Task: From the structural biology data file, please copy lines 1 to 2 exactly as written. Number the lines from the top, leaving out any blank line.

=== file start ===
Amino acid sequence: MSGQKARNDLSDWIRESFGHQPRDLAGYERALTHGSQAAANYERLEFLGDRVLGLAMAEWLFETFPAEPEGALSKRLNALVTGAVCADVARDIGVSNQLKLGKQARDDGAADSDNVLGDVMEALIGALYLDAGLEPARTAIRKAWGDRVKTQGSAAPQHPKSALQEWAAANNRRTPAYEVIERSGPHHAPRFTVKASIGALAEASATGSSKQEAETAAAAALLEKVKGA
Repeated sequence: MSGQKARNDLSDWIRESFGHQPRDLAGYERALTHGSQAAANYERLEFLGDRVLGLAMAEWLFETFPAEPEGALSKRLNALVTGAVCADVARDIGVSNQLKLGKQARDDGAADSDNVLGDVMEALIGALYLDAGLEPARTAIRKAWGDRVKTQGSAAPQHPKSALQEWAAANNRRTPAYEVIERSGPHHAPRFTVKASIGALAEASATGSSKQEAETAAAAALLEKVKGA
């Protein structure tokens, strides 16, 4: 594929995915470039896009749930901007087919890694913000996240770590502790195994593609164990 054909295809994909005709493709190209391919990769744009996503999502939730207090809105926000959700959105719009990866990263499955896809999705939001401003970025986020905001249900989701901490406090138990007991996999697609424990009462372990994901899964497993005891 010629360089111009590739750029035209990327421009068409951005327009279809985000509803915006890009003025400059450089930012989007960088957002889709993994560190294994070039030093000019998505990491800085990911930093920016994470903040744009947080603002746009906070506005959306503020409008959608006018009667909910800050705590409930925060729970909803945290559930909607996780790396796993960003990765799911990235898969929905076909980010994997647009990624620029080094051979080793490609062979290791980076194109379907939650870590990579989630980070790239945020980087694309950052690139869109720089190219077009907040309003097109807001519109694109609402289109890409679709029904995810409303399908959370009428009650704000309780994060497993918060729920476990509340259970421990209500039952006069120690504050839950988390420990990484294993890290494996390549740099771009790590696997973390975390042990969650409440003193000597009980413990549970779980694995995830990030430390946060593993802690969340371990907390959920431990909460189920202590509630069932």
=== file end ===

Amino acid sequence: MSGQKARNDLSDWIRESFGHQPRDLAGYERALTHGSQAAANYERLEFLGDRVLGLAMAEWLFETFPAEPEGALSKRLNALVTGAVCADVARDIGVSNQLKLGKQARDDGAADSDNVLGDVMEALIGALYLDAGLEPARTAIRKAWGDRVKTQGSAAPQHPKSALQEWAAANNRRTPAYEVIERSGPHHAPRFTVKASIGALAEASATGSSKQEAETAAAAALLEKVKGA
Repeated sequence: MSGQKARNDLSDWIRESFGHQPRDLAGYERALTHGSQAAANYERLEFLGDRVLGLAMAEWLFETFPAEPEGALSKRLNALVTGAVCADVARDIGVSNQLKLGKQARDDGAADSDNVLGDVMEALIGALYLDAGLEPARTAIRKAWGDRVKTQGSAAPQHPKSALQEWAAANNRRTPAYEVIERSGPHHAPRFTVKASIGALAEASATGSSKQEAETAAAAALLEKVKGA